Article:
So, where does cheese (since we’re all about the cheese here at Haystack) fit into this global picture? Protein deficiency is a leading cause of malnutrition worldwide, and cheese and other dairy products provide a valuable dietary supplement. Cheese is also an important commodity product, and while not a staple food everywhere (climatic and religious factors play a role, which is why you don’t see cheese production in Southeast Asia or Africa, historically), dairy foods like milk, yogurt and butter are consumed worldwide. In countries like Nepal, which traditionally didn’t have a cheesemaking culture until the 1950s, the food has become an essential part of the diet and economy, thanks to foreign aid organizations.

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Yak milk supports this Nepali cheesemaker. Photo credit: Laurel Miller

While Heifer no longer accepts donations of live animals, they’ve implemented a way for everyone- from farmers to urbanites- to provide families throughout Asia, Africa, Latin America and Eastern Europe with livestock traditionally raised in their countries of origin. From goats, cattle and llamas to ducks, honeybees, rabbits and guinea pigs (known as cuy, the latter are a valuable food source in the Andes), you can donate tax-deductible funds that go toward a whole animal or animal share, which will go to a family in need.

It’s always wise to do your research before making donations to any aid organization; Heifer’s track record and data collection speak for themselves, and you can also choose to donate to their empowerment programs for women (which supply training in gender equality and business skills, and education for girls), as well as clean water, biogas cooking stoves, irrigation pumps, small business loans and more.

Donations to Heifer are affordable, too- for just $10, you can donate a goat share to a family in Africa, while $25 covers a water buffalo share. You can gift donations to family and friends through Heifer; their website enables you to create a personalized e-card. It’s not the latest version of Call of Duty or even a new pair of slippers, but there’s a certain cache to giving the gift of goat.

Happy holidays, from all of us at Haystack Mountain.

Photo credit: Heifer International

Photo credit: Heifer International

A guide to common goat breeds

Photo credit: Gamsutra

Photo credit: Gamsutra

There are dozens of different goat breeds from around the world, but here in the U.S., we tend to see just a handful (sad, but true). Goat breeds fall into three main categories, depending upon their intended use: meat, milk, or fiber. Some breeds are used for cross-purposes.

As for why breed diversity is slim pickings Stateside, one needs to understand that we’re one of the few cultures in the world that doesn’t routinely eat goat. Goat is the most widely consumed meat worldwide, and a staple throughout Latin America, Africa, Central Asia the Caribbean, Middle East, and parts of Europe.

While goat is gaining ground on North American high-end and ethnic menus, we’re just too squeamish (and anthropomorphic) for it to catch on as a mainstream protein source. It’s a shame, because goat is good eating (look for future posts on this topic).

Cultures that consume goat meat also prize their milk as a source of vital protein and other nutrients, often in the form of yogurt or cheese. In certain parts of the world, goats are even used as pack animals. For most of the planet, goat and its by-products provide subsistence, and have serious economic, as well as social, value.

We also don’t prize goats for their fiber, although we’re all familiar with cashmere (derived from the fine, silky hair of the Kashmir or Cashmere goat, or Pygora or Nigora goats), and mohair, which comes from the Angora goat (not to be confused with the Angora rabbit, which is also used for its wool).

What North Americans love goats for (besides their inherent cuteness and ability to clear brush) is milk, primarily for use in cheesemaking. The most popular dairy breeds here mostly aren’t American in origin, but were brought to this country as dairy animals. Over the generations, due to improvements in breeding stock, these breeds have become prized for their various attributes, which range from milk yield and butterfat content, to temperament and mothering abilities.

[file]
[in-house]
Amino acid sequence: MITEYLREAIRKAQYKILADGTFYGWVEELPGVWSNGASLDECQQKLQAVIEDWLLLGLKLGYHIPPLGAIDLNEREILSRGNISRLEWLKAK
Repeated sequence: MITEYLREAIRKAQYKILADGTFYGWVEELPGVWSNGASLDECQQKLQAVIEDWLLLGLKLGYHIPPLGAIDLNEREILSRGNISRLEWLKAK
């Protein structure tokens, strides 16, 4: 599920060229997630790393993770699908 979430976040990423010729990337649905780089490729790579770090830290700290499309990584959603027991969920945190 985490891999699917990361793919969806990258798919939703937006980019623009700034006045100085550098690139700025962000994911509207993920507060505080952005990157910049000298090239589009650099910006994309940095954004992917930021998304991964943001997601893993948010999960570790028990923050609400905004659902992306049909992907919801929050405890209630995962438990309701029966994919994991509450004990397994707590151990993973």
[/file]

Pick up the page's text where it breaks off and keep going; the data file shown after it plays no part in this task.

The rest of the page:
Below, a guide to the most common American goat breeds:

Nubian: Although they have a rep for being a bit bratty and exceedingly vocal, this Middle Eastern/North African breed with the beguiling long ears and Roman nose produces high-butterfat milk. The Nubian’s yield is lower than that of other breeds, which is why they’re sometimes cross-bred. In color, they often have intricate spotted, patchy, or stripey patterns.

Photo credit: Buffalo Creek Farm

Photo credit: Buffalo Creek Farm

Alpine: These robust, prolific milkers originated in the French Alps, and are one of the most popular breeds amongst cheesemakers.

Photo credit: The Goat Guide

Photo credit: The Goat Guide

LaMancha: Despite its misleading name, this “earless” breed originated in Oregon in the 1930’s. LaMancha refers to the windswept plains region of central Spain, as the breed is believed to have likely descended from the native Murciana goat. LaMancha’s do have ears, of course; it’s the pinna, or external portion, that’s missing.  They’re prized for their high yields of butterfat-rich milk, friendly nature, and hardiness.

Photo credit: etcFN

Photo credit: etcFN

Toggenburg: This very old breed from the Switzerland’s Toggenburg Valley is the Honda of goats: mid-size, sturdy, and moderate (with regard to milk yield and butterfat content).

Photo credit: Goat Genetics

Photo credit: Goat Genetics

Saanen: One of the most “goaty” looking caprines, Saanens are white-to-cream in color, with forward-pointing, slightly floppy ears and a calm temperament. They have the highest milk yield, but a low butterfat content.

Photo credit: Patteran Dairy Goats

Photo credit: Patteran Dairy Goats

Oberhasli: If ever there were a goat beauty pageant, these gregarious, russet-to-bay animals with their black dorsal stripes, legs, and muzzles (a pattern known as “chamoisee”) would kill it. Oberhasli’s are growing in popularity here, but they originated in the Swiss Alps, where they’re widely used because of their high yield and butterfat content.

Photo credit: Tangled Roots Farm

Photo credit: Tangled Roots Farm

Nigerian Dwarf: These miniature goats  of West African origin. While some cheesemakers such as Oregon’s Pholia Farm use Nigerians for their production, the breed is really making its mark on the urban goat husbandry market. Most cities require backyard goats to be crossed with Nigerians or Pygmy goats, to keep them at a manageable size. Despite their small stature, Nigerian’s produce a high volume of milk, making them ideal for caprine-loving urbanites.

Photo credit: Kivuli Kids Farm

Photo credit: Kivuli Kids Farm